As I said in a previous post, almost all decisions had to be made on the spot because there was no time to fool around humming and hawing about anything: the show HAD to go on. He didn’t offer me any test to look at and I didn’t ask for one: I felt very comfortable with the owners character, experience in animation and most importantly, his taste and interest in the medium (He and his team also came highly recommended by my wife, so that didn’t hurt). I took a chance and gave him the go ahead to do the 2D render and I’d make a case to Andrew for it and hope that he and the person paying the bill saw my point and hoped that Simage would come through.

Ramen Rotation Colour

Ok, so it would be exactly one week by the time the first model (Ramen) arrived in my inbox for me to look at and approve. As it turns out, I was teaching English (Something I did part-time for kicks) the evening it arrived and looked at it on my dinner break. Yes, I was nervous. When I stick my neck out, I don’t like it getting chopped off. If the model looked great, everyone in Toronto would feel confident that this promo would go well and I’d have room to breathe. If it didn’t look good... I didn’t want to think about it. I’d manage the situation, but I didn’t want the extra hassle.

I opened the MOV file and saw this (I added the music)...

I watched it over and over and over. I was EXTREMELY happy! I thought Ramen looked great! In fact, I though he looked better than my original drawing. I fired it off to Toronto with full confidence and I didn’t give Simage a second thought for the next week while they rigged Ramen and built Rasta: they’d proved themselves more than capable so I just kept off their backs and out of their way. I also was very happy with the way they handled the 2D rendered model. It was head and shoulders better than anything similar I’d seen to that point. I’m glad I trusted my instincts on them. The feedback from Toronto: unanimously positive.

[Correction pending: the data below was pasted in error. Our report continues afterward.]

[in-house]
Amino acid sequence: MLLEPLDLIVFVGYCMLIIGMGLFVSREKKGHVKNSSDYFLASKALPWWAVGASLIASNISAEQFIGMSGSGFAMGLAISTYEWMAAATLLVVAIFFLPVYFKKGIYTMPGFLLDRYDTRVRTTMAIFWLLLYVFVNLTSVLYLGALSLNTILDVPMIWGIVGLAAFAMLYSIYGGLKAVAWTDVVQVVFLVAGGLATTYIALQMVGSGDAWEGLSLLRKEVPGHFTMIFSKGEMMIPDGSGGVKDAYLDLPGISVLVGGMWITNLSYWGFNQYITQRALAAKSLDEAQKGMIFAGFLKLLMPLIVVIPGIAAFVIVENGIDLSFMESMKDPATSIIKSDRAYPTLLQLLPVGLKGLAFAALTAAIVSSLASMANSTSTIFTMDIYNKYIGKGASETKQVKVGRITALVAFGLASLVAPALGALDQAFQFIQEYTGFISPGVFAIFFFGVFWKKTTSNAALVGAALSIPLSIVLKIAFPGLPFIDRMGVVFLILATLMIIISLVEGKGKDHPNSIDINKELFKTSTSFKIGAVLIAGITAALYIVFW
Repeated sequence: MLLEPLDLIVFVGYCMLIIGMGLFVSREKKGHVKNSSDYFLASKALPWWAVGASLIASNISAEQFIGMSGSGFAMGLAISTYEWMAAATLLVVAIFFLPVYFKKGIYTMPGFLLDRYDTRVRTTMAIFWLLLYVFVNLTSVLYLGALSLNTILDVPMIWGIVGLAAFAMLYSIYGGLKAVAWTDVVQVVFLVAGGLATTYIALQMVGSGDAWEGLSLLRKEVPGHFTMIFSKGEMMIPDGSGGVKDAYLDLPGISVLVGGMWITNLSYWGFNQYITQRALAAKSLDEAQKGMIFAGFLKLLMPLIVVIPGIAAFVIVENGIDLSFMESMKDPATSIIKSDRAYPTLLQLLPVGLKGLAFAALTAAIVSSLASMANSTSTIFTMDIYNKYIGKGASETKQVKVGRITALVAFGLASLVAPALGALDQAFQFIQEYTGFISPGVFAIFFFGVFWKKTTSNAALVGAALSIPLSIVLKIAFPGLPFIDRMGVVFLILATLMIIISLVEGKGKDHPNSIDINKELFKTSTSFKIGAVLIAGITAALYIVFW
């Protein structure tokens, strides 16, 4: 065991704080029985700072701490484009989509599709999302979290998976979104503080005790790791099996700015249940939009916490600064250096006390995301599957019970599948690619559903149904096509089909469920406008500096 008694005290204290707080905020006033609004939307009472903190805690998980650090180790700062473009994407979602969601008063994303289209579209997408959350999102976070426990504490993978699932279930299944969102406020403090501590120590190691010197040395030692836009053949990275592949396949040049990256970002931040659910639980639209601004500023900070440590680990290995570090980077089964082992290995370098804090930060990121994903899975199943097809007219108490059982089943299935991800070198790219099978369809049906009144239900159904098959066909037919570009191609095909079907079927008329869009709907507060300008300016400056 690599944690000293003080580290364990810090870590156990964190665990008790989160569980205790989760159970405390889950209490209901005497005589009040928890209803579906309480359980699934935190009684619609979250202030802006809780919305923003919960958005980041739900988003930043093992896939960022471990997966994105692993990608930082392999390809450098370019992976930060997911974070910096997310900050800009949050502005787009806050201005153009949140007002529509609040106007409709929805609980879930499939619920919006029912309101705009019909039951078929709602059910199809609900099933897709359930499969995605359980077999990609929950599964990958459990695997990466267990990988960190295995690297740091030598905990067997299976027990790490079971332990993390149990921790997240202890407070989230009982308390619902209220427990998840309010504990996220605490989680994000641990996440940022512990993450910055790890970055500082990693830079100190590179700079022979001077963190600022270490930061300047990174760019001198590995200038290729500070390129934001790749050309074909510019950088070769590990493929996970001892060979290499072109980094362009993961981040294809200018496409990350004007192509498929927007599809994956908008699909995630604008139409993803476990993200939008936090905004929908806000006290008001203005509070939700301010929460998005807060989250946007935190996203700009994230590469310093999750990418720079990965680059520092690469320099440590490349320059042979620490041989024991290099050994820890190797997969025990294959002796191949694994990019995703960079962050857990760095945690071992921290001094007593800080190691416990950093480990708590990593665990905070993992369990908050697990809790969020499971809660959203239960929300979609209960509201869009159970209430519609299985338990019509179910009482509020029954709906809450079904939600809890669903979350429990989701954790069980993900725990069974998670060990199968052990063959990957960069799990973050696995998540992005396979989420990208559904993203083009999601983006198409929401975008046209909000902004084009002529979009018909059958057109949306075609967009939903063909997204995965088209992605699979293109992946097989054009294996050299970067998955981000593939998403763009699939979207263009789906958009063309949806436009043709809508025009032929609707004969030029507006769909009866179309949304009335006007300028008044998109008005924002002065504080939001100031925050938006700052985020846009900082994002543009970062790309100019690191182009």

Exactly a week later, Rasta arrived and I watched that MOV file on my dinner break at the school...

To be honest, I wasn’t as happy with the way he looked. I wasn’t unhappy, but this time, the 3D model didn’t look as good as the drawing I did. He lacked a cool feel. The feedback from Toronto was the same as mine, but it didn’t make me worry about the animation to come: I still felt very good. Ramen’s model was just such a high, and relief, that probably any model could have arrived a week later and I wouldn’t have been as excited. The funny thing is, when I watch the animation, I think I like the Rasta model better than the Ramen model: he looks very cool when he’s moving, but then... that’s how he should be.

Rasta Rotation Colour

Ok, the models looked great and the art direction on the backgrounds looked great too (The paintings arrived around the same time as Rasta). Now, the storyboard. Simage needed it and they needed it now.

Next: From Sparkless to a Dance Inferno!